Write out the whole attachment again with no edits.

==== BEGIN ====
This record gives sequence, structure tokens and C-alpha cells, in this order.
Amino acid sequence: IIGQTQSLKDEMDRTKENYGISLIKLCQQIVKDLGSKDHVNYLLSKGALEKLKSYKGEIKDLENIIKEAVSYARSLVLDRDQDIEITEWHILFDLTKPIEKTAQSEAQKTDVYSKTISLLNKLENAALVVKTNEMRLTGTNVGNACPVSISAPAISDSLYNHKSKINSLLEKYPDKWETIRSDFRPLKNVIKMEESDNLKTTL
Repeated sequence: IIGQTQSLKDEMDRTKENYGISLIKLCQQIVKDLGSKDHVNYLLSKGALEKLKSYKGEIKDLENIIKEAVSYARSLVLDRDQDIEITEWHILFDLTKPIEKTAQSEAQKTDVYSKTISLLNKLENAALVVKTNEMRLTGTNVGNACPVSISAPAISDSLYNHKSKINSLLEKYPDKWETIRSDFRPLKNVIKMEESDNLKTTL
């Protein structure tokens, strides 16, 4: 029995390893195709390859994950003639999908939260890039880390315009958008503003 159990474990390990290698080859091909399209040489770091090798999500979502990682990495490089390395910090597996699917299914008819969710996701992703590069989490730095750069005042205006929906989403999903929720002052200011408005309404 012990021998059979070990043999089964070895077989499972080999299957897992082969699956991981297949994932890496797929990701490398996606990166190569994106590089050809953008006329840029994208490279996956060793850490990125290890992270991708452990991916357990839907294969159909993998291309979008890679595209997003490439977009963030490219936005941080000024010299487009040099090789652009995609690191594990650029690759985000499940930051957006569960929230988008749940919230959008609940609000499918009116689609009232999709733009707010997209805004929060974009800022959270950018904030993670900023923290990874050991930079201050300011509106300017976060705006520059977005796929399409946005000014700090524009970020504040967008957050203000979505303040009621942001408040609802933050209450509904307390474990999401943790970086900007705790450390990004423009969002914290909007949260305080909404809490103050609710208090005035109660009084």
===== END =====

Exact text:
This record gives sequence, structure tokens and C-alpha cells, in this order.
Amino acid sequence: IIGQTQSLKDEMDRTKENYGISLIKLCQQIVKDLGSKDHVNYLLSKGALEKLKSYKGEIKDLENIIKEAVSYARSLVLDRDQDIEITEWHILFDLTKPIEKTAQSEAQKTDVYSKTISLLNKLENAALVVKTNEMRLTGTNVGNACPVSISAPAISDSLYNHKSKINSLLEKYPDKWETIRSDFRPLKNVIKMEESDNLKTTL
Repeated sequence: IIGQTQSLKDEMDRTKENYGISLIKLCQQIVKDLGSKDHVNYLLSKGALEKLKSYKGEIKDLENIIKEAVSYARSLVLDRDQDIEITEWHILFDLTKPIEKTAQSEAQKTDVYSKTISLLNKLENAALVVKTNEMRLTGTNVGNACPVSISAPAISDSLYNHKSKINSLLEKYPDKWETIRSDFRPLKNVIKMEESDNLKTTL
């Protein structure tokens, strides 16, 4: 029995390893195709390859994950003639999908939260890039880390315009958008503003 159990474990390990290698080859091909399209040489770091090798999500979502990682990495490089390395910090597996699917299914008819969710996701992703590069989490730095750069005042205006929906989403999903929720002052200011408005309404 012990021998059979070990043999089964070895077989499972080999299957897992082969699956991981297949994932890496797929990701490398996606990166190569994106590089050809953008006329840029994208490279996956060793850490990125290890992270991708452990991916357990839907294969159909993998291309979008890679595209997003490439977009963030490219936005941080000024010299487009040099090789652009995609690191594990650029690759985000499940930051957006569960929230988008749940919230959008609940609000499918009116689609009232999709733009707010997209805004929060974009800022959270950018904030993670900023923290990874050991930079201050300011509106300017976060705006520059977005796929399409946005000014700090524009970020504040967008957050203000979505303040009621942001408040609802933050209450509904307390474990999401943790970086900007705790450390990004423009969002914290909007949260305080909404809490103050609710208090005035109660009084």